Avionics News February 2016 - 69
AN INSTANTLY REALIZED BENEFIT,
AND TOP APPEAL OF AN LED LIGHT,
IS ITS LOW POWER DRAW.
among the most cost-effective, budget-challenging
upgrades an owner can make. Up front, the costs are
going to be higher than sticking with the old, original
Some owners may look at the costs as out of line for
the benefits; knowledgeable operators often make the
choice after recognizing the long-term advantages of
these special little diodes. But compared to the various
incandescent and high-capacitance discharge options,
LEDs today deliver gains on multiple levels. Once
completed, the changeover should never again happen.
Lifespan. It's the biggest gain owners receive when
new-generation LEDs replace old-technology lighting.
As quoted by numerous LED vendors and suppliers,
most of what aircraft owners install should outlast the
airframes in which they fly.
The LED: It works quite differently ...
longer, cooler, lower and more
The original successful light-bulb design works about
the same today, albeit better: Current directed through
a medium causes gas or a solid conductor to glow;
straight incandescent lights - resister-type bulbs - glow
with heat the current generates because of the filament's
resistance. Florescent lights use a gas conductor in a tube
that glows when current flows.
LEDs? Well, a light-emitting diode is more like a
transistor than a conventional light bulb. Basically, the LED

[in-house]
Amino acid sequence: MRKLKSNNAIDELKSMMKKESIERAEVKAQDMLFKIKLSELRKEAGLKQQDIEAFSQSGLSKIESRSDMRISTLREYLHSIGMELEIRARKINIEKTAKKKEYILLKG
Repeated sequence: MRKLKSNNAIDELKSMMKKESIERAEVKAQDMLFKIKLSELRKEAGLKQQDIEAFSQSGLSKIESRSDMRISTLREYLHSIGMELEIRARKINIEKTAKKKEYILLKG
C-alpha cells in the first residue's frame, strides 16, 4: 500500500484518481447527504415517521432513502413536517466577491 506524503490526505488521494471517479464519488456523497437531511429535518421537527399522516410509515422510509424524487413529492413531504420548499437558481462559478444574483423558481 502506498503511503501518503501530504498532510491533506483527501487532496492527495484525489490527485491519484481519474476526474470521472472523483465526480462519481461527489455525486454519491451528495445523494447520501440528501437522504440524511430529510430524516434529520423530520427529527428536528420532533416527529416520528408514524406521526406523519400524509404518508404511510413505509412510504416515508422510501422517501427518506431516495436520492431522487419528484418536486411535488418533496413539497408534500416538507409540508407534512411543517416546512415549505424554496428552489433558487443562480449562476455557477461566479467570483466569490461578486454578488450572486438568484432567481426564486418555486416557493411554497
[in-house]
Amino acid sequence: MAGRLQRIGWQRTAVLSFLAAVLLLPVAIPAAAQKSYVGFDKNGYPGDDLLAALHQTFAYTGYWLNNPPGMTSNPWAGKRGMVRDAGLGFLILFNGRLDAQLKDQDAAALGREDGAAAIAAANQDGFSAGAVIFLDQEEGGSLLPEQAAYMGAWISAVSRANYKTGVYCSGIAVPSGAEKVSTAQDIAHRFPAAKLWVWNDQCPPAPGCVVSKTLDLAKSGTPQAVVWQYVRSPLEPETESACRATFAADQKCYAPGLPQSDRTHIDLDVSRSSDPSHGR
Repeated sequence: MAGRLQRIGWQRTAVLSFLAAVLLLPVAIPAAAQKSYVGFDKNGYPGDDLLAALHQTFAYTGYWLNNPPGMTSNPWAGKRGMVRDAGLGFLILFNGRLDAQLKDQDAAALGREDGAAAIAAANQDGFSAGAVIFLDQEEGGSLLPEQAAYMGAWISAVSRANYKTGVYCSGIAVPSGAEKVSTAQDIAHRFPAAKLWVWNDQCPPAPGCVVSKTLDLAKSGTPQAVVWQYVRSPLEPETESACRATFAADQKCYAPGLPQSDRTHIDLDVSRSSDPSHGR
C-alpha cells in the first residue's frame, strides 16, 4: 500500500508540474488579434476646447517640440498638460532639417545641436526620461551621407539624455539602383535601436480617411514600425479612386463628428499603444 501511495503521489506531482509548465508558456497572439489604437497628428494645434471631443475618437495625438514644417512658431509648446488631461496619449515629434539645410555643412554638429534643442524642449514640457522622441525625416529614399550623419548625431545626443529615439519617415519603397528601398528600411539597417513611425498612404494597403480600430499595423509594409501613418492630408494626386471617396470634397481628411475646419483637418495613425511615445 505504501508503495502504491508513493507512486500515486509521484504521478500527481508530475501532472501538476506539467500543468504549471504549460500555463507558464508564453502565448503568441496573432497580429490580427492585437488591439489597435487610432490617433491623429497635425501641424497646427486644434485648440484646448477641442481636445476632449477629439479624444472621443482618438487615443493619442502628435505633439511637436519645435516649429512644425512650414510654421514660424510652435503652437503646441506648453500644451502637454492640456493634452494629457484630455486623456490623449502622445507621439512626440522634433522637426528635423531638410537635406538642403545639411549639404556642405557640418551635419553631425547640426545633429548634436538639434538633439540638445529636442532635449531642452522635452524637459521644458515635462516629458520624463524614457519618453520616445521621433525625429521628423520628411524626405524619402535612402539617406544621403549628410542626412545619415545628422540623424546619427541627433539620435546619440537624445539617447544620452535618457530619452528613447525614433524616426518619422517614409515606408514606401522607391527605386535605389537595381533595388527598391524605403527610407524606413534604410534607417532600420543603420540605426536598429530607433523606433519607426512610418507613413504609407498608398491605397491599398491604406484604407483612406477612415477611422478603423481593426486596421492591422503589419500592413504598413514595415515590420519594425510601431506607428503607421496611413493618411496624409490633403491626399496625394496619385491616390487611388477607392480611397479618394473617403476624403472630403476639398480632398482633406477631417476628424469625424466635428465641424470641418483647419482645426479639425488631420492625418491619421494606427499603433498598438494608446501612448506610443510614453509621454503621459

is a two-lead semiconductor, a p-n junction diode. Apply
a suitable voltage to the two leads and electrons are able
to recombine with electron holes within the device. That
recombination releases energy in the form of photons - light.
Ordinary incandescent bulbs emit light across a broad
spectrum, much of which humans can't see; they also
waste a huge percentage of the energy they use in the
form of heat.
LEDs lack the filament that glows in incandescent
bulbs, so they don't become particularly hot. Similarly,
since there's no filament glowing white hot, LED lifespans
exceed incandescent bulbs by thousands of hours.
Best of all for power-challenged electrical systems,
LEDs consume a fraction of the energy needed by
aircraft bulbs - in recognition lights, landing and taxi
lights, even strobe-quality anti-collision lights.
As long expected, they've become more available
and prices have dropped. And their range of rolls has
expanded, covering the aircraft landscape inside and out.
Power to the panel
An instantly realized benefit, and top appeal of an
LED light, is its low power draw.
That old 100-watt landing light used on most 14-volt
aircraft draws 8.33 amps at 12 volts. Some aircraft employ
two of those 100-watt incandescent bulbs; some pilots opt
for halogen bulbs of lower power but equal illumination,
and they still draw more than 4 amps - each.
But a typical current draw for a 14-volt-system replacement
landing light draws down around 1.2 to 1.4 amps.
For aircraft with two landing lights - as found in
many Bonanzas and Comanches - the draw of two LED
landing lights is less than half of what a single quartzhalogen bulb draws and about one quarter of what two
standard 100-watt incandescent bulbs draw.
For an aircraft owner considering going all glass, first
going all LED could save juice enough to spare the owner
an alternator upgrade to meet the needs of that digital panel.
Shakin' won't break 'em
The major threat to filament-driven bulbs in aircraft
is twofold - the heat of the filament and the vibration it
endures. The combination helps assure the steady turnover
in standard landing-light and recognition-light bulbs.
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